Self-care can look so many different ways. If you feel you're too busy for it, I would encourage you to carve out the time you would normally carve out for a doctor's appointment you can't miss (we all have those) for a morning or afternoon to yourself. Sometimes, chores and taking care of certain things I've been putting off is a form of self-care. Doing laundry, folding those clothes that have been in the dryer for a week, or dropping off those clothes to a women's shelter that have been sitting in the car for weeks can clear my mind! Those things that have been hovering over my shoulder for weeks are now taken care of, and I feel free!
How do you find balance with:
I bought a bike! So, I try to go on bike rides once or twice a week. The other weekend, I got some friends together who all have bikes and we rode from Leimert Park to Venice Beach. We got empanadas and to-go margaritas. Bike riding has given me the exercise and outlet I've been yearning for since the lockdown began.
HA! I've been single for about...three years. [I've] been dating here and there but nothing serious. Not because I don't want things to be serious, but because everything felt kind of forced. And why force situationships to work when I need to be forcing myself to sit down, focus, and get my tasks done? I'm on the apps and swipe during my downtime, but I can't say I actively make time to go out and meet guys. When I had committed to making that a part of my routine [and] going out once a week to lounges and bars in different parts of LA to meet different types of guys––that's when quarantine was mandated (laughs). So, [I'm] just focusing on what I can control, which is my work!
I'm a part of many-a-group chats. So, that's how I stay tapped in on the daily. But I'm working on getting better at FaceTime calls and more intimate catch-up sessions. FaceTiming one or two friends a week is always the goal.
What about health? Do you cook or find yourself eating out?
I've been cooking a lot more in the last few months. Before the COVID-19 lockdown, I was "restaurant mami" and always ate out or did take out, mainly out of laziness. I've learned how to make dishes with my Instapot, made lasagna for the first time, fried chicken for the first time...I've been throwing down. Now, you mentioned "health" (laughs). Yeah I could do better with cooking healthier foods.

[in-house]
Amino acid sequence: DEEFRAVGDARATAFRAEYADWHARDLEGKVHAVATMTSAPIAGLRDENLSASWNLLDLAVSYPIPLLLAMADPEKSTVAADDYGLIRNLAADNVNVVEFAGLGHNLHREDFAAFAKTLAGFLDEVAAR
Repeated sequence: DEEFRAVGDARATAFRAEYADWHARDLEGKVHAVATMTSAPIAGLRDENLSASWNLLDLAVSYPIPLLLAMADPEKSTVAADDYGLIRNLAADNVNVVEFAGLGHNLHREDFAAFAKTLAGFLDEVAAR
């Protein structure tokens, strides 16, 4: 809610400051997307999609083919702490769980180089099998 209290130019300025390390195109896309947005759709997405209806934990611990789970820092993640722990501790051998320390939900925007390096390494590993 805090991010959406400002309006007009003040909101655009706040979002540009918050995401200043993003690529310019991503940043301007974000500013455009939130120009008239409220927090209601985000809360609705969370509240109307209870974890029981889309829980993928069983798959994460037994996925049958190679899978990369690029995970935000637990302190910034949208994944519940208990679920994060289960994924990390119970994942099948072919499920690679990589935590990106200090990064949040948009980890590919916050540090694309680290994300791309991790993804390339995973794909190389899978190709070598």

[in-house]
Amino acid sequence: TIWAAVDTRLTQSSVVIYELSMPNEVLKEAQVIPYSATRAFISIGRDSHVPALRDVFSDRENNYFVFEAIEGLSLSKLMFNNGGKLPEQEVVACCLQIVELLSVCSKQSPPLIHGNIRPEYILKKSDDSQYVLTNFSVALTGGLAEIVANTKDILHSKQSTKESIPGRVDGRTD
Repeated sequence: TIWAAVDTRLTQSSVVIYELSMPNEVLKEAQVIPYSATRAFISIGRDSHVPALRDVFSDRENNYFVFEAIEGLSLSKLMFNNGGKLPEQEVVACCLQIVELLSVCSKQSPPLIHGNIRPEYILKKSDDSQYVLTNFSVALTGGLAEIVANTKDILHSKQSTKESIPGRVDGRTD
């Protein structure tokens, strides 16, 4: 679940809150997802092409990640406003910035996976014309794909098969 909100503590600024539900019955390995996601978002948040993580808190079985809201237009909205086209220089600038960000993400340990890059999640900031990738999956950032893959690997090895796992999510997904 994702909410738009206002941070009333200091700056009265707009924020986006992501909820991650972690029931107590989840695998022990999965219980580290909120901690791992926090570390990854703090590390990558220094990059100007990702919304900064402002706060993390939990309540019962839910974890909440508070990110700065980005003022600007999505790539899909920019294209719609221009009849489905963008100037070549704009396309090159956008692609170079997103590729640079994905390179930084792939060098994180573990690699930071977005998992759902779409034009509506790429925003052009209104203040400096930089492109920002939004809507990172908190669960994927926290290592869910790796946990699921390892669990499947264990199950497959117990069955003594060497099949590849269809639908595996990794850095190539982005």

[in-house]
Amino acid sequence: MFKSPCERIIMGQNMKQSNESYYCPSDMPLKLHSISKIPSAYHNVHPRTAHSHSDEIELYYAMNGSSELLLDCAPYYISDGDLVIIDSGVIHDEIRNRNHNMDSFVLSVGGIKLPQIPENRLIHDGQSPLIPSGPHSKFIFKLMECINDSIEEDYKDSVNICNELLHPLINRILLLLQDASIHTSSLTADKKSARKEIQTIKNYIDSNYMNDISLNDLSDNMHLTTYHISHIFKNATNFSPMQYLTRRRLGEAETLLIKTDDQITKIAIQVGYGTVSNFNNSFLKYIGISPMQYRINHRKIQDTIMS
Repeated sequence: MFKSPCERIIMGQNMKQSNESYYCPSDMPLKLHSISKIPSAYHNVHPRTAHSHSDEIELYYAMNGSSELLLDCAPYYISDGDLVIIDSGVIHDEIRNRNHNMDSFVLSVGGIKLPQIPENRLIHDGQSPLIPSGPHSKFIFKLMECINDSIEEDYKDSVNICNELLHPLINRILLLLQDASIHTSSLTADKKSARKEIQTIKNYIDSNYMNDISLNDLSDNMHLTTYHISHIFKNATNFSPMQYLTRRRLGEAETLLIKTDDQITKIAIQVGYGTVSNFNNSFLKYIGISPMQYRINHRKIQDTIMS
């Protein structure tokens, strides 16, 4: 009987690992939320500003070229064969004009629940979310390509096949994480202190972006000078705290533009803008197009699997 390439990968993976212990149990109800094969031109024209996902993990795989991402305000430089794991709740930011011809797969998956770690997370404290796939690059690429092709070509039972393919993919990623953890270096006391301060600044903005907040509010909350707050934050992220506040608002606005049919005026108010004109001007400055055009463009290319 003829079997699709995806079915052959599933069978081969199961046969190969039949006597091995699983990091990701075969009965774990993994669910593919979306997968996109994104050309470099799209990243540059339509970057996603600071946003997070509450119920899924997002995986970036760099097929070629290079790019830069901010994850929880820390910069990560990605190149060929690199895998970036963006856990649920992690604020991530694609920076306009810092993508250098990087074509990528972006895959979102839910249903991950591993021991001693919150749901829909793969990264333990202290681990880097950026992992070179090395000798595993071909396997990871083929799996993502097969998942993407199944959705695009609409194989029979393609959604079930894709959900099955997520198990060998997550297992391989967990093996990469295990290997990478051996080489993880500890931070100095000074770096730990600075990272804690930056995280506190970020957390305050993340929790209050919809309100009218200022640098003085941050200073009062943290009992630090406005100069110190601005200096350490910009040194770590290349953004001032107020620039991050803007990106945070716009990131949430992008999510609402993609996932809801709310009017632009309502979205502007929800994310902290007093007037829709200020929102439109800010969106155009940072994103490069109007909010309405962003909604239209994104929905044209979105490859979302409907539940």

Do you ever detox?
I've never detoxed. Unless not drinking for a couple weeks counts?
"I think about what I want and I get extremely specific. What company or network do I want to work with? Who would I want to be my 'boss'? And then I try to focus on the things I can control. What can I be doing on my end to be as prepared as possible when this opportunity does arise? Because it will. it's just a matter of when."
When you are going through a bout of uncertainty, or feeling stuck, how do you handle it?
I think about what I want and I get extremely specific. What company or network do I want to work with? Who would I want to be my "boss"? Which executives do I want to know my name? Or, what character do I want to play, and on what show? And then I try to focus on the things I can control. What can I be doing on my end to be as prepared as possible when this opportunity does arise? Because it will. it's just a matter of when.
What do you do when you have a creative block on a project or feel like you have to clear your head before going into a project?
I don't really think I have many creative blocks when it comes to creating. My biggest hurdle is getting started. Once I get started editing a video or working on a script, I'm on a roll. It just takes a lot of discipline for me to actually sit down and start working....without getting distracted by online shopping or Redfin browsing (laughs) The way I force myself to sit down and get started is by setting the vibes. Turning off the TV, burning candles in my office and playing the "Late Night Vibes" playlist on Spotify. Ironically, this playlist works wonders for productivity during the day.
Honestly, what does success and happiness mean to you?
Loaded Q! Wow, success to me looks like getting my foot in the door and bringing in and making room for other Black and brown folks. I want to start the trickle-in effect of people with varying perspectives, experiences, and backgrounds getting a chance to create based on their authentic experiences. Happiness looks like...me being able to create and make people laugh for the rest of my life. I want to make enough money to move my mom from Virginia to Los Angeles without her having to worry. It would also be cool to have a life partner through all of this.
For more Freddie, follow her on Instagram @Freddie!
Featured image courtesy of Freddie Ransome.
Exclusive: Gabrielle Union On Radical Transparency, Being Diagnosed With Perimenopause And Embracing What’s Next
Whenever Gabrielle Union graces the movie screen, she immediately commands attention. From her unforgettable scenes in films like Bring It On and Two Can Play That Game to her most recent film, in which she stars and produces Netflix’s The Perfect Find, there’s no denying that she is that girl.
Off-screen, she uses that power for good by sharing her trials and tribulations with other women in hopes of helping those who may be going through the same things or preventing them from experiencing them altogether. Recently, the Flawless by Gabrielle Union founder partnered with Clearblue to speak at the launch of their Menopause Stage Indicator, where she also shared her experience with being perimenopausal.
In a xoNecoleexclusive, the iconic actress opens up about embracing this season of her life, new projects, and overall being a “bad motherfucker.” Gabrielle reveals that she was 37 years old when she was diagnosed with perimenopause and is still going through it at 51 years old. Mayo Clinic says perimenopause “refers to the time during which your body makes the natural transition to menopause, marking the end of the reproductive years.”